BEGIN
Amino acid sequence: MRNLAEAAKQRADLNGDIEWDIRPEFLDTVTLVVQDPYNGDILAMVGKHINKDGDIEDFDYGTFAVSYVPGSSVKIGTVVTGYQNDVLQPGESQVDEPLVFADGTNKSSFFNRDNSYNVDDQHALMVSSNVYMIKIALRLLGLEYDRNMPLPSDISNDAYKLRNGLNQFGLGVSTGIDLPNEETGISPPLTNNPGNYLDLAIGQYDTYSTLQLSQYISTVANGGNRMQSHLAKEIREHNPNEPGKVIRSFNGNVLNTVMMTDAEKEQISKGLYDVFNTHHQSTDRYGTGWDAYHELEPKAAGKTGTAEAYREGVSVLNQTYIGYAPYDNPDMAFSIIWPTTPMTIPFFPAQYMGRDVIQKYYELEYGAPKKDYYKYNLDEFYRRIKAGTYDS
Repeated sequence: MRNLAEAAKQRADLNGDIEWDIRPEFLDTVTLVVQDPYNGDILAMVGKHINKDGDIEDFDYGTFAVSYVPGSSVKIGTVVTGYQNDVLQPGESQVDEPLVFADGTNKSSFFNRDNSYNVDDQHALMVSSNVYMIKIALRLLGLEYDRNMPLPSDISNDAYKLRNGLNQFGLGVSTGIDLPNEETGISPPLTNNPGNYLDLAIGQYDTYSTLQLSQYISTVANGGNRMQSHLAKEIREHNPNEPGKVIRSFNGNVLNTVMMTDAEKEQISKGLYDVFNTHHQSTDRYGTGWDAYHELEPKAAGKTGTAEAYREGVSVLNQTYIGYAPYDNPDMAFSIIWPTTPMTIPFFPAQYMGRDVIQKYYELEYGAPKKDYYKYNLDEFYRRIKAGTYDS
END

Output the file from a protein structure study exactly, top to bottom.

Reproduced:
Amino acid sequence: MRNLAEAAKQRADLNGDIEWDIRPEFLDTVTLVVQDPYNGDILAMVGKHINKDGDIEDFDYGTFAVSYVPGSSVKIGTVVTGYQNDVLQPGESQVDEPLVFADGTNKSSFFNRDNSYNVDDQHALMVSSNVYMIKIALRLLGLEYDRNMPLPSDISNDAYKLRNGLNQFGLGVSTGIDLPNEETGISPPLTNNPGNYLDLAIGQYDTYSTLQLSQYISTVANGGNRMQSHLAKEIREHNPNEPGKVIRSFNGNVLNTVMMTDAEKEQISKGLYDVFNTHHQSTDRYGTGWDAYHELEPKAAGKTGTAEAYREGVSVLNQTYIGYAPYDNPDMAFSIIWPTTPMTIPFFPAQYMGRDVIQKYYELEYGAPKKDYYKYNLDEFYRRIKAGTYDS
Repeated sequence: MRNLAEAAKQRADLNGDIEWDIRPEFLDTVTLVVQDPYNGDILAMVGKHINKDGDIEDFDYGTFAVSYVPGSSVKIGTVVTGYQNDVLQPGESQVDEPLVFADGTNKSSFFNRDNSYNVDDQHALMVSSNVYMIKIALRLLGLEYDRNMPLPSDISNDAYKLRNGLNQFGLGVSTGIDLPNEETGISPPLTNNPGNYLDLAIGQYDTYSTLQLSQYISTVANGGNRMQSHLAKEIREHNPNEPGKVIRSFNGNVLNTVMMTDAEKEQISKGLYDVFNTHHQSTDRYGTGWDAYHELEPKAAGKTGTAEAYREGVSVLNQTYIGYAPYDNPDMAFSIIWPTTPMTIPFFPAQYMGRDVIQKYYELEYGAPKKDYYKYNLDEFYRRIKAGTYDS